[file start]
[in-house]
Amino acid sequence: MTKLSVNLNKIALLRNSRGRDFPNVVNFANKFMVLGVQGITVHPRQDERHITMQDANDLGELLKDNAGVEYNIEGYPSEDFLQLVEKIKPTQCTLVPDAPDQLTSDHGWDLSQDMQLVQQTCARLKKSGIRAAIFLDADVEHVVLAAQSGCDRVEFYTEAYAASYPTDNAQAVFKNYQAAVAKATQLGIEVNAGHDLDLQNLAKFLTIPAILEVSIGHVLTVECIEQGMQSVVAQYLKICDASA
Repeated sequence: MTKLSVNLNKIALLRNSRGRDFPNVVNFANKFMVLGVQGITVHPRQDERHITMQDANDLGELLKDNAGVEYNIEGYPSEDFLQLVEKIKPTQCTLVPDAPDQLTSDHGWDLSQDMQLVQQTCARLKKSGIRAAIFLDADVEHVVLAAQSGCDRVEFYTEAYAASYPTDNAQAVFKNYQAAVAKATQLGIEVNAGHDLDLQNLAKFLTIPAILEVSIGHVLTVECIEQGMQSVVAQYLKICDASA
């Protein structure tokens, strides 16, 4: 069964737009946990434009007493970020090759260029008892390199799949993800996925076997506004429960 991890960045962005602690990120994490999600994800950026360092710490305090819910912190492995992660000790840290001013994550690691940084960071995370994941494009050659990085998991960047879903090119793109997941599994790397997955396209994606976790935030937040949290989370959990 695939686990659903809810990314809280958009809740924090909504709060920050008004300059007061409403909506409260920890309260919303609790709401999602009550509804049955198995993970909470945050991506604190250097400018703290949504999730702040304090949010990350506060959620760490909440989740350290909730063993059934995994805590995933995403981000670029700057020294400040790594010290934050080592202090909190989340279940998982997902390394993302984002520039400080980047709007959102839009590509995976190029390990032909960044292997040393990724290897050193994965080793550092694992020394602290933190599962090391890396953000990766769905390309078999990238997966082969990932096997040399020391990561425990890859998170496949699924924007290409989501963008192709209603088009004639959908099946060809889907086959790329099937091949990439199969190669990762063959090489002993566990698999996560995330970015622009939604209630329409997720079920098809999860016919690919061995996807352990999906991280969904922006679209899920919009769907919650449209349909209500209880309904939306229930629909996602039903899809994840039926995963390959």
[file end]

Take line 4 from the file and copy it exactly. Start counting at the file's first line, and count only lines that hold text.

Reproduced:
């Protein structure tokens, strides 16, 4: 069964737009946990434009007493970020090759260029008892390199799949993800996925076997506004429960 991890960045962005602690990120994490999600994800950026360092710490305090819910912190492995992660000790840290001013994550690691940084960071995370994941494009050659990085998991960047879903090119793109997941599994790397997955396209994606976790935030937040949290989370959990 695939686990659903809810990314809280958009809740924090909504709060920050008004300059007061409403909506409260920890309260919303609790709401999602009550509804049955198995993970909470945050991506604190250097400018703290949504999730702040304090949010990350506060959620760490909440989740350290909730063993059934995994805590995933995403981000670029700057020294400040790594010290934050080592202090909190989340279940998982997902390394993302984002520039400080980047709007959102839009590509995976190029390990032909960044292997040393990724290897050193994965080793550092694992020394602290933190599962090391890396953000990766769905390309078999990238997966082969990932096997040399020391990561425990890859998170496949699924924007290409989501963008192709209603088009004639959908099946060809889907086959790329099937091949990439199969190669990762063959090489002993566990698999996560995330970015622009939604209630329409997720079920098809999860016919690919061995996807352990999906991280969904922006679209899920919009769907919650449209349909209500209880309904939306229930629909996602039903899809994840039926995963390959």